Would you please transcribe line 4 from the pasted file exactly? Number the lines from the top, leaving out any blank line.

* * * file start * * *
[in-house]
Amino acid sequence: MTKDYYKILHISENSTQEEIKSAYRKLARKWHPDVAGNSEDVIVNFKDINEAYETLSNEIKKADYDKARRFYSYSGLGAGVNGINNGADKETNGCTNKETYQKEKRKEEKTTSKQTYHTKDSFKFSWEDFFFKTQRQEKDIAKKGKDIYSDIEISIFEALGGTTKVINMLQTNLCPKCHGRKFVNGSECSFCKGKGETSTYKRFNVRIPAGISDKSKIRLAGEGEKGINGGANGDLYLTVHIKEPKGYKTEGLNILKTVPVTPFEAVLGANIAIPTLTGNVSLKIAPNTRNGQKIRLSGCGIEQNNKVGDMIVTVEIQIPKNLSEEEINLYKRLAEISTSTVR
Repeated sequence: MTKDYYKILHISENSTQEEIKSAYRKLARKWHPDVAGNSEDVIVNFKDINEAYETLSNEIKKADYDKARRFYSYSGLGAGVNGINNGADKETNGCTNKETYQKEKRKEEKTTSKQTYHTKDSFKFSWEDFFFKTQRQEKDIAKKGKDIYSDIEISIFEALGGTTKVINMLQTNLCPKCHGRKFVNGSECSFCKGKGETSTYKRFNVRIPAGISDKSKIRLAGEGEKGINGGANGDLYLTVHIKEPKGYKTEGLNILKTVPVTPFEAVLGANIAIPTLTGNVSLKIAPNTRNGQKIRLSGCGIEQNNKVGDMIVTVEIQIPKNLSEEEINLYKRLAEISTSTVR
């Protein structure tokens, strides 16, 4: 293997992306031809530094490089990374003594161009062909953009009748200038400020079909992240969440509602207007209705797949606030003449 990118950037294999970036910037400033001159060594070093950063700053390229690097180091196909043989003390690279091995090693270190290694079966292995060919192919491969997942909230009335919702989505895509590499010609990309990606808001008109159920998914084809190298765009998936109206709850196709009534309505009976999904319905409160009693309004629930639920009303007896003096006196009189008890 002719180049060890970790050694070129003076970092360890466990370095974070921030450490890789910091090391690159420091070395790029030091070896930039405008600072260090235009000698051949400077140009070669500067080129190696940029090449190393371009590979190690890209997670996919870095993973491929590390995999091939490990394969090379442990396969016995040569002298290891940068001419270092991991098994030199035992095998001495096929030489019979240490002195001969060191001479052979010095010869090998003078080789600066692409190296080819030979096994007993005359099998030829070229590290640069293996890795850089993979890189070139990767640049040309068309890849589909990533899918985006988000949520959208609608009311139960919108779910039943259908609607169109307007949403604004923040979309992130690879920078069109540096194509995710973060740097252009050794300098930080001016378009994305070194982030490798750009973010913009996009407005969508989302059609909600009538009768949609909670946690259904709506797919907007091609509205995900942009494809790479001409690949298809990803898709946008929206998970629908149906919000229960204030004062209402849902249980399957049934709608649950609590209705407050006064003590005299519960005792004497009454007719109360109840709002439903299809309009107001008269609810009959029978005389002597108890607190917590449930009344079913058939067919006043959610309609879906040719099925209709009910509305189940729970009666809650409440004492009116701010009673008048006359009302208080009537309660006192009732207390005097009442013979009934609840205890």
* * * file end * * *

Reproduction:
């Protein structure tokens, strides 16, 4: 293997992306031809530094490089990374003594161009062909953009009748200038400020079909992240969440509602207007209705797949606030003449 990118950037294999970036910037400033001159060594070093950063700053390229690097180091196909043989003390690279091995090693270190290694079966292995060919192919491969997942909230009335919702989505895509590499010609990309990606808001008109159920998914084809190298765009998936109206709850196709009534309505009976999904319905409160009693309004629930639920009303007896003096006196009189008890 002719180049060890970790050694070129003076970092360890466990370095974070921030450490890789910091090391690159420091070395790029030091070896930039405008600072260090235009000698051949400077140009070669500067080129190696940029090449190393371009590979190690890209997670996919870095993973491929590390995999091939490990394969090379442990396969016995040569002298290891940068001419270092991991098994030199035992095998001495096929030489019979240490002195001969060191001479052979010095010869090998003078080789600066692409190296080819030979096994007993005359099998030829070229590290640069293996890795850089993979890189070139990767640049040309068309890849589909990533899918985006988000949520959208609608009311139960919108779910039943259908609607169109307007949403604004923040979309992130690879920078069109540096194509995710973060740097252009050794300098930080001016378009994305070194982030490798750009973010913009996009407005969508989302059609909600009538009768949609909670946690259904709506797919907007091609509205995900942009494809790479001409690949298809990803898709946008929206998970629908149906919000229960204030004062209402849902249980399957049934709608649950609590209705407050006064003590005299519960005792004497009454007719109360109840709002439903299809309009107001008269609810009959029978005389002597108890607190917590449930009344079913058939067919006043959610309609879906040719099925209709009910509305189940729970009666809650409440004492009116701010009673008048006359009302208080009537309660006192009732207390005097009442013979009934609840205890």